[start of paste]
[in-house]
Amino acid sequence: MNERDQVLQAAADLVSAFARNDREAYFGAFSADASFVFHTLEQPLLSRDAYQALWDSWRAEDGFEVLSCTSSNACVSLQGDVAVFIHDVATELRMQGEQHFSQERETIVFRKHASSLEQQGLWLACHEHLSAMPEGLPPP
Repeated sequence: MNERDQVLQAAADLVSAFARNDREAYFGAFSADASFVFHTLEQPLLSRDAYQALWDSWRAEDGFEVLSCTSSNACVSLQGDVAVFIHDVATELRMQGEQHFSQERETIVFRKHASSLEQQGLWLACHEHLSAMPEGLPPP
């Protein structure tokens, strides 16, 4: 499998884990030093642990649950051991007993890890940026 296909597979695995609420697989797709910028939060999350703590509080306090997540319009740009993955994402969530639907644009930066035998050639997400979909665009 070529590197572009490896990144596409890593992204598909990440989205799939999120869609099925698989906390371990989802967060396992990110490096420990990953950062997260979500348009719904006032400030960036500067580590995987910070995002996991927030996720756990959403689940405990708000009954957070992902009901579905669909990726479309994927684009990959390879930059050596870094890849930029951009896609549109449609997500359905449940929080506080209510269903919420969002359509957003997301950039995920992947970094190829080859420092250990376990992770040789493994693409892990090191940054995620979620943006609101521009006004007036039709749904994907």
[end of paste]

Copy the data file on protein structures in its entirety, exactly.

[in-house]
Amino acid sequence: MNERDQVLQAAADLVSAFARNDREAYFGAFSADASFVFHTLEQPLLSRDAYQALWDSWRAEDGFEVLSCTSSNACVSLQGDVAVFIHDVATELRMQGEQHFSQERETIVFRKHASSLEQQGLWLACHEHLSAMPEGLPPP
Repeated sequence: MNERDQVLQAAADLVSAFARNDREAYFGAFSADASFVFHTLEQPLLSRDAYQALWDSWRAEDGFEVLSCTSSNACVSLQGDVAVFIHDVATELRMQGEQHFSQERETIVFRKHASSLEQQGLWLACHEHLSAMPEGLPPP
């Protein structure tokens, strides 16, 4: 499998884990030093642990649950051991007993890890940026 296909597979695995609420697989797709910028939060999350703590509080306090997540319009740009993955994402969530639907644009930066035998050639997400979909665009 070529590197572009490896990144596409890593992204598909990440989205799939999120869609099925698989906390371990989802967060396992990110490096420990990953950062997260979500348009719904006032400030960036500067580590995987910070995002996991927030996720756990959403689940405990708000009954957070992902009901579905669909990726479309994927684009990959390879930059050596870094890849930029951009896609549109449609997500359905449940929080506080209510269903919420969002359509957003997301950039995920992947970094190829080859420092250990376990992770040789493994693409892990090191940054995620979620943006609101521009006004007036039709749904994907």